Determination of Calcium-Magnesium Hardness of Water

Determination of Calcium-Magnesium Hardness of Water
  • Author: Farhan Khan
  • Posted On: July 5, 2020
  • Updated On: July 5, 2020


Water is a vital source of life for all the living organisms in the world of all species. It is a combination of right proportion of oxygen and hydrogen in it. This property of hardness may rise due to the inadequacy of the salts dissolved in the water naturally. The most important part of having anything at its best is its proper defined proportion.

This abnormality of composition may result into its adverse effects on use for drinking, cooking, bathing, or any kind of consumption whether its human or marine. This is the very reason why marine life is highly affected usually because of the variating compositions along with the plant life is highly affected by not meeting the right amount of nutrients. The hardness of water may result into various infections or problems.

Related theory:

The first definition to be listed here is about the hardness of water defined as:

Hardness of water is that quality which has an increased concentration of salts resulting into the formation of a substantial quantity of soap formation along with a quality of scaling the surroundings of it such as water pipes, geysers, boilers, heaters etc. dealing with the increase of the temperature.”

Hardness (mg/L) Degree of hardness
0-75 Soft
75-100 Moderately hard
150-100 Hard
>300 Very hard

The method adopted for the Ca-mg analysis is the complexometric titration. It determines the constituent of calcium and magnesium in the liquids such as sea water, milk etc. the solutions used in here are diluted.

Hardness is mainly the combined constituent of both magnesium and calcium. This method has an application of handsome amount of EDTA resulting into a complex formation of both the ions.

For this method the indicator adopted is EBT blue in colour it also results into the formation of complex molecule with the calcium and magnesium ions indicated by a change in colour from blue to pink.

The stability of this complex ion is more reliable as compared to that of the EDTA sample. The titration is carried out in excess of EDTA. The indicator is now added and are consistent in the blue colour.

The titration is reversed by the solution of magnesium chloride until the excess amount of the EDTA is consumed. These are followed by the following reactions. The titration is reversed by the solution of magnesium chloride until the excess amount of the EDTA is consumed

the samples already in liquid form are not passed through any preparation process. This is usually maintained for those samples which are other than liquid form such as solids etc.


The following apparatus are included in the test:

  • A burette
  • A pipette of 20 mL
  • A bottle
  • A conical flask of 250 mL
  • A volumetric flask of 100 mL
  • An indicator Eriot
  • A buffer solution
  • An EDTA (sample of 0.05M)


The procedure adopted for this test are basically in two parts. The first part is the EDTA standardization and the second is the titration.


  1. A 10mL of the EDTA is transferred to the conical flask through a pipette.
  2. After this 1 mL of eriot indicator and a 10 mL of buffer solution (ammonia) is added.
  3. This solution is now titrated against he given sample to be determined until the colour changes i.e. blue to pink.
  4. This determines the moles of the magnesium chloride in the solution.
  5. By using this the concentration of the magnesium ions are determined through ratio of 1:1 for the EDTA.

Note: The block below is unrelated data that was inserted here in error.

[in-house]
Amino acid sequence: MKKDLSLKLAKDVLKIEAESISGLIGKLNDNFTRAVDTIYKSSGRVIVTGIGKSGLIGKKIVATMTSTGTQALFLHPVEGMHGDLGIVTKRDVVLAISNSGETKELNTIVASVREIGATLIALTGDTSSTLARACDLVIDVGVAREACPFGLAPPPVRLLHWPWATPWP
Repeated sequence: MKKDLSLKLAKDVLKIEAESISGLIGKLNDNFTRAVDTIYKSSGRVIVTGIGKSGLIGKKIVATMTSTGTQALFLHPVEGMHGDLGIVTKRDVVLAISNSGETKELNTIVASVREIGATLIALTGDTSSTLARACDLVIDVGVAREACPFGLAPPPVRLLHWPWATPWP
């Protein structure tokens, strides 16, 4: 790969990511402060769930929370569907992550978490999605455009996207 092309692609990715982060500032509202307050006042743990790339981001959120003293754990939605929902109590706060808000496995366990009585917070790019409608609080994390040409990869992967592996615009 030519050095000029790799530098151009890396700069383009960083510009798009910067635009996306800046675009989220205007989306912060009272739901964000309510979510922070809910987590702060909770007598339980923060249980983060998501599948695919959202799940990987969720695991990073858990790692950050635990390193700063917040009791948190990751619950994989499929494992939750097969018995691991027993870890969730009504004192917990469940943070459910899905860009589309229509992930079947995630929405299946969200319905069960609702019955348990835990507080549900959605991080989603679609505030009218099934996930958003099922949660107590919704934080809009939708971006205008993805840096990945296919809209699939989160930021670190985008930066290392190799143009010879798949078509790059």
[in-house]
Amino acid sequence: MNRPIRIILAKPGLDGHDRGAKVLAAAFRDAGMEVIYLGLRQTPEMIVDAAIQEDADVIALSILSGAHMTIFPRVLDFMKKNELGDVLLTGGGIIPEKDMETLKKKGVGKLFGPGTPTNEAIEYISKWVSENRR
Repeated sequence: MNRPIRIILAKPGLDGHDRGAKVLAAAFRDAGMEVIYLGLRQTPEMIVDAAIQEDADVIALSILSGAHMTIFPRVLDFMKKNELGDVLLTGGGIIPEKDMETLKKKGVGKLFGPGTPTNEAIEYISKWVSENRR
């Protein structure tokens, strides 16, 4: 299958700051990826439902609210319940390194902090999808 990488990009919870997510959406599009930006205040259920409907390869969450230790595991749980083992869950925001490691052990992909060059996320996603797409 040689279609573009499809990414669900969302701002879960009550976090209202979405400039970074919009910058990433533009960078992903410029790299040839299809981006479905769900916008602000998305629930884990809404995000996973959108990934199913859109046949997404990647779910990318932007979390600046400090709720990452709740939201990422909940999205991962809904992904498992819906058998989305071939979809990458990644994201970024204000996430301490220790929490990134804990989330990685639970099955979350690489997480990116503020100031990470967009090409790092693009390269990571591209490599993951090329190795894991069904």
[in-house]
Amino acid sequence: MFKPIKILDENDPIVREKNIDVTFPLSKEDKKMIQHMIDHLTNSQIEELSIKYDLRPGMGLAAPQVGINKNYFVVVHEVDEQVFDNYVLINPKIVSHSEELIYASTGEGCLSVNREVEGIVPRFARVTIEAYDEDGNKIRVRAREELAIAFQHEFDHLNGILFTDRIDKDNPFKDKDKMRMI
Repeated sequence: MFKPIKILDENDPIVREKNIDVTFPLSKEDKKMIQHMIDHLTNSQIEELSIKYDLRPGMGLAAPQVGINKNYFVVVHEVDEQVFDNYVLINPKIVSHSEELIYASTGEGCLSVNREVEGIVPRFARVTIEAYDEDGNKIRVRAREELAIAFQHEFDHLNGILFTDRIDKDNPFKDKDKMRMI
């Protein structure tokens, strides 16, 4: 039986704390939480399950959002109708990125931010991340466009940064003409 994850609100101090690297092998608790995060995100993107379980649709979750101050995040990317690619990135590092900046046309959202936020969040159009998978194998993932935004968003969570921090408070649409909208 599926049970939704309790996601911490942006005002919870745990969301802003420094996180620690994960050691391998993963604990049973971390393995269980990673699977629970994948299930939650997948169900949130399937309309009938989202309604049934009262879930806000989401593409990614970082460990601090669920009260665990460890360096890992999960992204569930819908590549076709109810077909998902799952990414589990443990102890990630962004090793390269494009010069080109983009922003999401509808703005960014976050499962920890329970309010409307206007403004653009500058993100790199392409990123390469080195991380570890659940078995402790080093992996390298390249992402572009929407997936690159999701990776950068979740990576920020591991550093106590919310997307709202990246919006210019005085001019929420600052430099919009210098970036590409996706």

Titration of the sample:

  1. A 250 mL of conical flask is filled with 100 mL of the solution of the sample.
  2. A solution of EDTA is prepared ( 0.005mol/L) by its dilution.
  3. A 10 mL of buffer solution is now added in the solution with 1mL of the indicator.
  4. A sample being 0.0025mol/L of the magnesium chloride is prepared by the dilution of 0.025mol/L against a factor of 1/10.
  5. The sample is now titrated against 0.0025 mol/L solution of magnesium chloride until it approaches the pink color.
  6. The same method is adopted to carry out three more sets to have an accuracy in the results.


Sample #. Trial #. Sample Volume (mL) Burette Reading EDTA Volume (mL) MOLES
Initial Final
1. ——– ——– ——– ——– ——–
——– ——– ——– ——– ——–
——– ——– ——– ——– ——–
2. ——– ——– ——– ——– ——–
——– ——– ——– ——– ——–
——– ——– ——– ——– ——–
3. ——– ——– ——– ——– ——–
——– ——– ——– ——– ——–
——– ——– ——– ——– ——–


The following calculation are adopted:

  • The total moles of the EDTA are to be determined.
  • The number of moles of calcium chloride are to be determined for the back titration process.
  • The given ratio is adopted to determine the amount of the determination of the EDTA.

The result is determined as an average usually.


The comments are made on the samples hardness along with its capacity and the hardness by keeping in account the standards adopted whether it is permanent or temporary.


The following precautions are to be adopted:

  1. The calibration of the burette is to be read carefully.
  2. The sample is to be properly diluted against equivalent amounts.
  3. Titration is to be carried out under proper care.
  4. The instruments must be cleaned thoroughly.
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Author: Farhan Khan

Farhan is a highly experienced civil engineer from the Southern side of Texas and has been associated with ConstructionHow since 2020. Over almost a decade, his wide span of expertise enabled him to bring forth his fair share of stories and experiences related to the most iconic engineering examples worldwide. He has also contributed to online and offline publications on requests. Engineering is his passion, which is why he chose to become part of our honorable team of industry experts looking to provide authentic and credible guidelines to the reader.